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Tuesday, 3 December 2002
Page: 7046


Senator HARRADINE (8:03 PM) —I move amendment (3) on sheet 2751:

(3) Page 11 (after line 5), at the end of Division 2, add:

12B Offence—use of human embryos or human embryonic stem cells in or in testing any pharmaceutical or cosmetic product

A person commits an offence if the person intentionally uses:

(a) a human embryo (including an excess ART embryo); or

(b) human embryonic stem cells;

in, or in the testing, creation or manufacture of, any pharmaceutical or cosmetic product.

Maximum penalty: Imprisonment for 5 years.

The amendment has been circulated, or I hope it has, with further details. If it has not been circulated, I can add—


The TEMPORARY CHAIRMAN — Senator Harradine, my understanding is that you are seeking leave to move amendments (3), (6) and (12) on sheet 2751 together. Would you like to seek leave now?


Senator HARRADINE —I will have another look at what amendment (6) is. I will just move amendment (3). This is a question of pharmaceutical testing on embryos. This amendment will prohibit the use of human embryos or human embryonic stem cells in the testing, creation or manufacture of pharmaceuticals or cosmetics. It is not enough to prohibit the use of human embryos and these activities; it is also important to prohibit the use of embryonic stem cells in this work. A prohibition restricted to human embryos would encourage the destruction of human embryos for their stem cells so that these stem cells could be used for much the same work. I believe the public have been denied information about this matter. Very rarely, if at all, has the question arisen: what will happen to those human embryos? What will happen to those embryonic stem cells? Those who are in favour of this legislation—I am referring not necessarily to people here but to people outside this place—and the scientists concerned have not raised this question. One of the major areas will be the use of embryos, and embryonic stem cells in particular, for the testing of drugs. I believe the public would be appalled if they knew that.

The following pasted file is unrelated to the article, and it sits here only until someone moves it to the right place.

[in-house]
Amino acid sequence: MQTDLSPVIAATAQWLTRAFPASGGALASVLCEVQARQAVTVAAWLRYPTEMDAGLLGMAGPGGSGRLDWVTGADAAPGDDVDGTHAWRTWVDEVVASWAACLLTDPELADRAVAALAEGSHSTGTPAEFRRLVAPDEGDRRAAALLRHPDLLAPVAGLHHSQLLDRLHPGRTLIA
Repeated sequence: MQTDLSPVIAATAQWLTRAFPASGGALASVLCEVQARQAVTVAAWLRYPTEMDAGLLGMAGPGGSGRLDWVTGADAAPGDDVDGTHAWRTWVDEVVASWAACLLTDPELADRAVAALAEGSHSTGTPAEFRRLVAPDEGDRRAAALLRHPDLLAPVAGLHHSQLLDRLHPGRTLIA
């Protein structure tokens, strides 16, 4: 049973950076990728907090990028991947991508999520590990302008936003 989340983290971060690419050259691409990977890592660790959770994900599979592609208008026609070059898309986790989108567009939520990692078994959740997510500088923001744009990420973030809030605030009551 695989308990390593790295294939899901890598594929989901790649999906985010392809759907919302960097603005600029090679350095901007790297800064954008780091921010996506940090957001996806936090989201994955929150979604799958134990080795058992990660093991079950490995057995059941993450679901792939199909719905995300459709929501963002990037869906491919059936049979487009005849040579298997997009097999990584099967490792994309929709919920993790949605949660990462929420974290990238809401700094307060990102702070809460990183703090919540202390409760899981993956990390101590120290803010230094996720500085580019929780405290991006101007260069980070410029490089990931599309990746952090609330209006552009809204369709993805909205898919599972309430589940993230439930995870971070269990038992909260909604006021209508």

The broader range of destructive human embryo research received less attention than embryonic stem cell research, but this broader use of human embryos includes for examining the effectiveness of new culture media used in assisted reproductive technology, ART, practice; for assisting in understanding embryonic development and fertilisation; for training clinicians in microsurgical ART techniques; for transportation, observation and storage of embryos; for micromanipulation, lasering, cutting and dissecting; for studies in genetic make-up and expression; for quality assurance testing to ensure that pre-implantation diagnostic tests give accurate results; and for drug testing, including toxicology studies on human embryos, as well as for the destructive extraction of embryonic stem cells. Research involving pharmaceuticals and cosmetics is the most likely use of the human embryos and human embryonic stem cells, due to the potential financial returns.

An article in the Australian of 1 April this year reported that Dr Peter Mountford, Chief Executive of Stem Cell Sciences:

... has never produced a human embryo, but holds a patent on technology he believes will achieve this result by the end of 2002. He plans to commercialise the process within two years by supplying disease-carrying embryonic stem cells to pharmaceutical companies for drug screening.

The Centre for Stem Cells and Tissue Repair, which received $46.5 million from the Commonwealth government early this year, states in its application:

A number of companies throughout the world have identified that ES cells in their differentiated or undifferentiated state can be used to develop screening assays to identify new chemical agents for their therapeutic capability or to screen new or existing agents for toxicity in their profile.